Two killed, 75 wounded by twin mosque bombing in Benghazi

Image Caption : Members of the self-styled Libyan National Army, loyal to the country's east strongman Khalifa Haftar, patrol the roads leading into the eastern city of Benghazi on February 7, 2018. (AFP)
Updated 09 February 2018
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Two killed, 75 wounded by twin mosque bombing in Benghazi

BENGHAZI: One person was killed and 75 wounded by a twin bombing inside a mosque in the eastern Libyan city of Benghazi on Friday, medics said.
The blasts took place during Friday prayers, residents said. The devices appear to have been activated remotely using a mobile phone, one military source said. 
Two weeks ago, around 35 people were killed by a twin bombing at a mosque in the same city.
Benghazi, Libya's second-largest city, is controlled by the Libyan National Army (LNA), led by eastern-based commander Khalifa Haftar. The LNA was battling Islamists, including some linked to Islamic State and al Qaeda, as well as other opponents until late last year in the Mediterranean port city.
Haftar, a possible contender in national elections that could be held by the end of 2018, has built his reputation on delivering stability in Benghazi and beyond, promising to halt the chaos that developed after a NATO-backed uprising ended Muammar Gaddafi’s long rule nearly seven years ago.
Haftar launched his military campaign in Benghazi in May 2014, in response to a series of bombings and assassinations blamed on Islamist militants.
In past months there have been occasional, smaller scale bombings apparently targeting LNA allies or supporters.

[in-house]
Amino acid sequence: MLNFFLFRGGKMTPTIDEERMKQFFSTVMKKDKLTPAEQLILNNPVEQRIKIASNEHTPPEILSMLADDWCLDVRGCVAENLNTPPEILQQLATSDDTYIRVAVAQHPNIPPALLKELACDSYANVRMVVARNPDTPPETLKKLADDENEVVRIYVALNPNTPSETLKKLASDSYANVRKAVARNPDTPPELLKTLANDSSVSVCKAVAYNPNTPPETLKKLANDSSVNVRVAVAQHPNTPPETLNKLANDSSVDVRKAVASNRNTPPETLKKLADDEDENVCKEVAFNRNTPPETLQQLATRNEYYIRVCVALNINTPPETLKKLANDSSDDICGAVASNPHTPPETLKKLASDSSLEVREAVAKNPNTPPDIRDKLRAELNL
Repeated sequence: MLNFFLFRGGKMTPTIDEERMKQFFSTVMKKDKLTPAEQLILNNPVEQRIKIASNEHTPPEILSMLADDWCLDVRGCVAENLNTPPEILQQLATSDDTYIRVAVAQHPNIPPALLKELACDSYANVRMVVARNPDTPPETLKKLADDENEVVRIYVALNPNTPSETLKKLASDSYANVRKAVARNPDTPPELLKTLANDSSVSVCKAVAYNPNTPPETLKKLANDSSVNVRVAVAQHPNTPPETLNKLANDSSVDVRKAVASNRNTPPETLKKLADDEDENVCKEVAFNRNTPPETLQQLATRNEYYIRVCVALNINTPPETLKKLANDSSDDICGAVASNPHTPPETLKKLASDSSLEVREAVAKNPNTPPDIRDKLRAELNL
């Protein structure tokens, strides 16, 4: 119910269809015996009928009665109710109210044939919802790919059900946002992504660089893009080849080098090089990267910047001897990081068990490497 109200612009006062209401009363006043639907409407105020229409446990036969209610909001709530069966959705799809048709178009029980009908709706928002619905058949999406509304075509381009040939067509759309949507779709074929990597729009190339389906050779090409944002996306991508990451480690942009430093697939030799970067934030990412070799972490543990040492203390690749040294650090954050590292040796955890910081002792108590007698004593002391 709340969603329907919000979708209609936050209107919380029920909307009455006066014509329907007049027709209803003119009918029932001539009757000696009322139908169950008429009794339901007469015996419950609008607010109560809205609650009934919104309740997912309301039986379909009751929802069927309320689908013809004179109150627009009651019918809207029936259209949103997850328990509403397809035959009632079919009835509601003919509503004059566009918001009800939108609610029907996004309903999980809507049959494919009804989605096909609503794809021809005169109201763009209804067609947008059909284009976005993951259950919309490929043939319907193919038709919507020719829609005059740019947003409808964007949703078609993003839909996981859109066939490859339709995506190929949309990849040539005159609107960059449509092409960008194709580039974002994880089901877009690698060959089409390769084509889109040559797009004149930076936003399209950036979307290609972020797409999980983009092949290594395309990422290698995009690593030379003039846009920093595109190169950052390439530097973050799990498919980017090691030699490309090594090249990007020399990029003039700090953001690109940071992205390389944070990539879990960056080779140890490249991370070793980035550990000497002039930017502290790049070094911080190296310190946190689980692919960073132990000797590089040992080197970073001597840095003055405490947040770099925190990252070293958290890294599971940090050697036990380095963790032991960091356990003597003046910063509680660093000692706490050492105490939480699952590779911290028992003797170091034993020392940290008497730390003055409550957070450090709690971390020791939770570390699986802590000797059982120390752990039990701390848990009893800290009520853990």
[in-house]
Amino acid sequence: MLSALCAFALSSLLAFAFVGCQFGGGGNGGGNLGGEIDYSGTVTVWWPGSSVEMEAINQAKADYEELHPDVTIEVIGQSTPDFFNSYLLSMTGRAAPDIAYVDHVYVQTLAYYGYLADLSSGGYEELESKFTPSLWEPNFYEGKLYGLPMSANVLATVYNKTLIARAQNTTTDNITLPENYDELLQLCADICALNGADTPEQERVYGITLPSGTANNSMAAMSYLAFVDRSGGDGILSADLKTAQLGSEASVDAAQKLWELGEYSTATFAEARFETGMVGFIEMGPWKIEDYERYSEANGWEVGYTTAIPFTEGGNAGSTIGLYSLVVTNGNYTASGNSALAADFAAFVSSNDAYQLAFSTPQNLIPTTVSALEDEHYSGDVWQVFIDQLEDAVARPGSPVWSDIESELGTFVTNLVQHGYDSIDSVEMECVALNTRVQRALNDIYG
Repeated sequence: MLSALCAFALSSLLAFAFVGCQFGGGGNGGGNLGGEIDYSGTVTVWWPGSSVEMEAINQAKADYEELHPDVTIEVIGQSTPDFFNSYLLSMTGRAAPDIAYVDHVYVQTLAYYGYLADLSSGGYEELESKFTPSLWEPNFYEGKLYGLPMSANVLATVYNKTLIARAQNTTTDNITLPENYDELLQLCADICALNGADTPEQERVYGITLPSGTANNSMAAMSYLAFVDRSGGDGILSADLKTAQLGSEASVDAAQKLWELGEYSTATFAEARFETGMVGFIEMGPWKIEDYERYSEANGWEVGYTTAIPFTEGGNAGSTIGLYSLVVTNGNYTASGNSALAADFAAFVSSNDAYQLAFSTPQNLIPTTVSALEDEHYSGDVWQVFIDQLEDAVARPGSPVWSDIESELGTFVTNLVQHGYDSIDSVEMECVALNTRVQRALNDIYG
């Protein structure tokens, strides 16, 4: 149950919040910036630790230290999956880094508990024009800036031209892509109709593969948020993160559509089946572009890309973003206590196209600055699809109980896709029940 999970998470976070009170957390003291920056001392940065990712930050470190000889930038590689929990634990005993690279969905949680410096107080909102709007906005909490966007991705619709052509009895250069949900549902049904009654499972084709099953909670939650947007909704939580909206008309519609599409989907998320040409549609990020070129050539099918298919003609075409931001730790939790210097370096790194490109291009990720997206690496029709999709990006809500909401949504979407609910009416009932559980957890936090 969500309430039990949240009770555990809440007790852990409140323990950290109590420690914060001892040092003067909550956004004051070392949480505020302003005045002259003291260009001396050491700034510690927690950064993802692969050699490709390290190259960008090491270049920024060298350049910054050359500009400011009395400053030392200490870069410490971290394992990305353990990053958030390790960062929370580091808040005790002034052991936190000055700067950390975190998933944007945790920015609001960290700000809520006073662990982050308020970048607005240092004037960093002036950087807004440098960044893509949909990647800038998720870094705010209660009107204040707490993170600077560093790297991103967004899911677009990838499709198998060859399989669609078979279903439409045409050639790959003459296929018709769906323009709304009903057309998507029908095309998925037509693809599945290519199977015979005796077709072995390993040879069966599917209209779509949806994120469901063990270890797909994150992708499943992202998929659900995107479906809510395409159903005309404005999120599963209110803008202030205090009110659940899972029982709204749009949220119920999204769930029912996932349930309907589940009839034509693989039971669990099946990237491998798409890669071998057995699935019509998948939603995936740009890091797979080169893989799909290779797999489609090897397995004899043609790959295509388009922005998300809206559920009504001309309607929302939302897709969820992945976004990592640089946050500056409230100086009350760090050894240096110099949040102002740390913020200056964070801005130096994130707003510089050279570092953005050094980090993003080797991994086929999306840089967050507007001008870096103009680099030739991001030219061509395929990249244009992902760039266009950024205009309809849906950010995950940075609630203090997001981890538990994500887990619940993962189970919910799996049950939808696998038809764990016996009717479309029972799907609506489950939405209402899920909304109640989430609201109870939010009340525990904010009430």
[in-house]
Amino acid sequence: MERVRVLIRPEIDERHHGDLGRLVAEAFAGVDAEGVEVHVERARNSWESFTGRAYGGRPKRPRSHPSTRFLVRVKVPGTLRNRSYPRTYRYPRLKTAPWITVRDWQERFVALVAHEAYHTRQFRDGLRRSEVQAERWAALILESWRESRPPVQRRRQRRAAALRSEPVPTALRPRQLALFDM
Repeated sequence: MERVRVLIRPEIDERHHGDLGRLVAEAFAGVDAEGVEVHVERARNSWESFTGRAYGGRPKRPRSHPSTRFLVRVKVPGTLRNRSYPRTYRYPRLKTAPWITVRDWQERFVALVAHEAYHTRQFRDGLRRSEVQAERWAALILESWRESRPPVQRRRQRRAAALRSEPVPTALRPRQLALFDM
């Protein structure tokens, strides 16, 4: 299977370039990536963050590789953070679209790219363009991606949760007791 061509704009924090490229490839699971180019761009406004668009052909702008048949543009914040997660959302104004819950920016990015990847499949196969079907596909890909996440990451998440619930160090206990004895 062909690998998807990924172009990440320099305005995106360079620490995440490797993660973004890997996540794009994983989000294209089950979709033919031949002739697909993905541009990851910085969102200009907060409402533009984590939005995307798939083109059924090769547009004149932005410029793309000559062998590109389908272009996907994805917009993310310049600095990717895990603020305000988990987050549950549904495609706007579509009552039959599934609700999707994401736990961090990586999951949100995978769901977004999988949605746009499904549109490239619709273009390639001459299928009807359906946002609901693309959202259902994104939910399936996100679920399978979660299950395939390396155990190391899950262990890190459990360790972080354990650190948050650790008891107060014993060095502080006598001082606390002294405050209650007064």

Saudi Arabia pledges $100m to help ‘stabilize’ Syria’s northeast

Updated 17 August 2018
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Saudi Arabia pledges $100m to help ‘stabilize’ Syria’s northeast

  • United States, which leads the anti-Daesh coalition, expressed its  thanks for the funds
  • The money will help ensure the militants cannot re-emerge as a threat

RIYADH: Saudi Arabia has contributed $100 million to help reconstruct areas of north-eastern Syria formerly held by Daesh.

The Kingdom said the contribution would go toward a campaign by the Global Coalition to Defeat ISIS to “stabilize” the former Daesh bastion and help ensure the militants cannot re-emerge as a threat.

The United States, which leads the coalition, expressed its  thanks and appreciation to Riyadh.

“This significant contribution is critical to stabilization and early recovery efforts,” a State Department spokeswoman said. “Saudi Arabia has been a leading partner in the Global Coalition to Defeat ISIS from the outset.”

The funds are the biggest single financial  contribution yet for reconstruction efforts in areas formerly controlled by the extremists.

The money would “save lives, help facilitate the return of displaced Syrians, and help ensure that Daesh cannot reemerge to threaten Syria, its neighbors, or plan attacks against the international community,” the Saudi Embassy in Washington said.

The contribution aims to support “stabilization projects” and “will play a critical role in the coalition’s efforts to revitalize communities, such as Raqqa, that have been devastated by Daesh terrorists.”

The statement said the money showed Saudi Arabia’s continued commitment to serve as a stabilizing force in the region.

The funds, part of a pledge made by Foreign Minister Adel Al-Jubeir last month, will go towards projects to restore essential services in the areas of health, agriculture, electricity, water, education, and transportation.

The United Nations has said reconstruction in Syria would cost at least $250 billion. The Daesh takeover of large areas of territory in Syria and Iraq in 2014 led to huge levels of destruction. 

A conference on the reconstruction of Iraq held in Kuwait in February raised $30 billion in funding commitment. Saudi Arabia said at the event it would contribute $1.5 billion in financial and reconstruction support. 

Saudi Arabia also hosted the founding conference for the coalition in Jeddah in September 2014, and soon after flew the first air missions to bomb Daesh targets in Syria.